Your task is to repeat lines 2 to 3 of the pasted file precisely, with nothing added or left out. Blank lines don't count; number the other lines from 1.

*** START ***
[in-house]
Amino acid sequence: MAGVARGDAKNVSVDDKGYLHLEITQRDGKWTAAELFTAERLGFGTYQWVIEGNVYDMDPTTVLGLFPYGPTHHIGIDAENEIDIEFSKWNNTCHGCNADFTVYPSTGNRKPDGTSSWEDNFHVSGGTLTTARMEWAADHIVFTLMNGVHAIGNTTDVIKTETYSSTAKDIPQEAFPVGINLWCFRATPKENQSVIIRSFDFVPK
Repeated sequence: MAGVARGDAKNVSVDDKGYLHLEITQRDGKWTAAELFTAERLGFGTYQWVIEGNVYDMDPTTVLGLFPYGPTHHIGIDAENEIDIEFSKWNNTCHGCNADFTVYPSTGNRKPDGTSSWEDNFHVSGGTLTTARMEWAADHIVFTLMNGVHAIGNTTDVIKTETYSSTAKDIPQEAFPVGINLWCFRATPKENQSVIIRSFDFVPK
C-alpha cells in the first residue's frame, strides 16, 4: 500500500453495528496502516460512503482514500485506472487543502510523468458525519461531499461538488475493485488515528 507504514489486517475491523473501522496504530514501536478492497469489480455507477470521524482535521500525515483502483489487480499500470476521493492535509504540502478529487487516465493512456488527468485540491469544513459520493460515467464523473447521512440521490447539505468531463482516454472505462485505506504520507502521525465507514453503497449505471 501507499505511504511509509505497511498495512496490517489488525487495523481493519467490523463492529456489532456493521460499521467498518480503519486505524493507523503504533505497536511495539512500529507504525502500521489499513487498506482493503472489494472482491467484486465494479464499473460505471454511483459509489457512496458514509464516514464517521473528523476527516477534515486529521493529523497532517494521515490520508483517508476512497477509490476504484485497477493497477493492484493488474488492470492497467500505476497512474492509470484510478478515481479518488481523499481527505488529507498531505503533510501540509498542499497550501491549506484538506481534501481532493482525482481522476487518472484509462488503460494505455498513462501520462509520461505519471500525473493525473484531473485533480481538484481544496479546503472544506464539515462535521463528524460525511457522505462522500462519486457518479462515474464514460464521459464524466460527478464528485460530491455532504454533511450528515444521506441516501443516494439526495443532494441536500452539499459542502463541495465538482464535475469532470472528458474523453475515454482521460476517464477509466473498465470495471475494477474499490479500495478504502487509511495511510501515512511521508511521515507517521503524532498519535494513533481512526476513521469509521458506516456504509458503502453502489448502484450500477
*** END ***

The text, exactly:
Amino acid sequence: MAGVARGDAKNVSVDDKGYLHLEITQRDGKWTAAELFTAERLGFGTYQWVIEGNVYDMDPTTVLGLFPYGPTHHIGIDAENEIDIEFSKWNNTCHGCNADFTVYPSTGNRKPDGTSSWEDNFHVSGGTLTTARMEWAADHIVFTLMNGVHAIGNTTDVIKTETYSSTAKDIPQEAFPVGINLWCFRATPKENQSVIIRSFDFVPK
Repeated sequence: MAGVARGDAKNVSVDDKGYLHLEITQRDGKWTAAELFTAERLGFGTYQWVIEGNVYDMDPTTVLGLFPYGPTHHIGIDAENEIDIEFSKWNNTCHGCNADFTVYPSTGNRKPDGTSSWEDNFHVSGGTLTTARMEWAADHIVFTLMNGVHAIGNTTDVIKTETYSSTAKDIPQEAFPVGINLWCFRATPKENQSVIIRSFDFVPK